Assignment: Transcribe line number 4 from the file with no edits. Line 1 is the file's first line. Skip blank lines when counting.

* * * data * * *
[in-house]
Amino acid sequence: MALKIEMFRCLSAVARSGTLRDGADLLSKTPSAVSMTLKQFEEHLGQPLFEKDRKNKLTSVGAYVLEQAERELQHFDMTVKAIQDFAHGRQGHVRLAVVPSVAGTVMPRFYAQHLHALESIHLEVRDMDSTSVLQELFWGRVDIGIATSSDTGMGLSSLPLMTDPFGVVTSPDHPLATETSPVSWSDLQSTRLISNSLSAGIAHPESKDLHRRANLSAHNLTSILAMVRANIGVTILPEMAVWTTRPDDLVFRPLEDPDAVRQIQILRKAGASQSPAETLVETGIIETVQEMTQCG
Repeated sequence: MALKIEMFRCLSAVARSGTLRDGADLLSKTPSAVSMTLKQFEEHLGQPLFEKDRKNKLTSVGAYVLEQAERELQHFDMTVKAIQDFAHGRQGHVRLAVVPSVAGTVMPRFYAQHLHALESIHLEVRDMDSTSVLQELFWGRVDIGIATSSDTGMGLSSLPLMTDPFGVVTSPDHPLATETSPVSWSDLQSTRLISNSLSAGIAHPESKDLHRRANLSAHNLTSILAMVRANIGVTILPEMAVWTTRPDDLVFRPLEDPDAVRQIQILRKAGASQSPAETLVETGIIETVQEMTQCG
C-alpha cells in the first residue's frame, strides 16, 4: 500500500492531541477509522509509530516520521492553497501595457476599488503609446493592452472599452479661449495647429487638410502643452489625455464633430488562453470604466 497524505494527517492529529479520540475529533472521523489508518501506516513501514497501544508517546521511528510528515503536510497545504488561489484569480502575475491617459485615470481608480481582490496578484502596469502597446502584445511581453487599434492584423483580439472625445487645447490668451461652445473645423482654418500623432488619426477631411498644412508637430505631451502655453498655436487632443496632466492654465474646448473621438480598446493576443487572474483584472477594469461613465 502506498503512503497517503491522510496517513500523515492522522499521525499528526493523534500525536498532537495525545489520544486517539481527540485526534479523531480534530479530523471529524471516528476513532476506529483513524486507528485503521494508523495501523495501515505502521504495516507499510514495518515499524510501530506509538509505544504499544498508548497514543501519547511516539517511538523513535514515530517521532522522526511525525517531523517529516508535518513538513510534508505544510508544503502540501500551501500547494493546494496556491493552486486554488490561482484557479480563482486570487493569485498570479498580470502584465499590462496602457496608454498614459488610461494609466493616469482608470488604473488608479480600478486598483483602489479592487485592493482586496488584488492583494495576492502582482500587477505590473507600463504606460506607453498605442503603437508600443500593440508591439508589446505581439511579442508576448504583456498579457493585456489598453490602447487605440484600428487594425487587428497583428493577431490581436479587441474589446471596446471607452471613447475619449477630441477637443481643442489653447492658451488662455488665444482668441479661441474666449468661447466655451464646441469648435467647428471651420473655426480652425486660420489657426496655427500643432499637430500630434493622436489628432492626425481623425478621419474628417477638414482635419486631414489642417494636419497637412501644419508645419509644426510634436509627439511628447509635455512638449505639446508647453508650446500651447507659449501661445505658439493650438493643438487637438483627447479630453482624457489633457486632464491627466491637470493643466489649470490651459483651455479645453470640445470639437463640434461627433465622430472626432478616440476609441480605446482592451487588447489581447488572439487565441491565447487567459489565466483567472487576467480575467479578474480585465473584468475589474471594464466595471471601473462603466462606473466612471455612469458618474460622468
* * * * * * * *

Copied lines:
C-alpha cells in the first residue's frame, strides 16, 4: 500500500492531541477509522509509530516520521492553497501595457476599488503609446493592452472599452479661449495647429487638410502643452489625455464633430488562453470604466 497524505494527517492529529479520540475529533472521523489508518501506516513501514497501544508517546521511528510528515503536510497545504488561489484569480502575475491617459485615470481608480481582490496578484502596469502597446502584445511581453487599434492584423483580439472625445487645447490668451461652445473645423482654418500623432488619426477631411498644412508637430505631451502655453498655436487632443496632466492654465474646448473621438480598446493576443487572474483584472477594469461613465 502506498503512503497517503491522510496517513500523515492522522499521525499528526493523534500525536498532537495525545489520544486517539481527540485526534479523531480534530479530523471529524471516528476513532476506529483513524486507528485503521494508523495501523495501515505502521504495516507499510514495518515499524510501530506509538509505544504499544498508548497514543501519547511516539517511538523513535514515530517521532522522526511525525517531523517529516508535518513538513510534508505544510508544503502540501500551501500547494493546494496556491493552486486554488490561482484557479480563482486570487493569485498570479498580470502584465499590462496602457496608454498614459488610461494609466493616469482608470488604473488608479480600478486598483483602489479592487485592493482586496488584488492583494495576492502582482500587477505590473507600463504606460506607453498605442503603437508600443500593440508591439508589446505581439511579442508576448504583456498579457493585456489598453490602447487605440484600428487594425487587428497583428493577431490581436479587441474589446471596446471607452471613447475619449477630441477637443481643442489653447492658451488662455488665444482668441479661441474666449468661447466655451464646441469648435467647428471651420473655426480652425486660420489657426496655427500643432499637430500630434493622436489628432492626425481623425478621419474628417477638414482635419486631414489642417494636419497637412501644419508645419509644426510634436509627439511628447509635455512638449505639446508647453508650446500651447507659449501661445505658439493650438493643438487637438483627447479630453482624457489633457486632464491627466491637470493643466489649470490651459483651455479645453470640445470639437463640434461627433465622430472626432478616440476609441480605446482592451487588447489581447488572439487565441491565447487567459489565466483567472487576467480575467479578474480585465473584468475589474471594464466595471471601473462603466462606473466612471455612469458618474460622468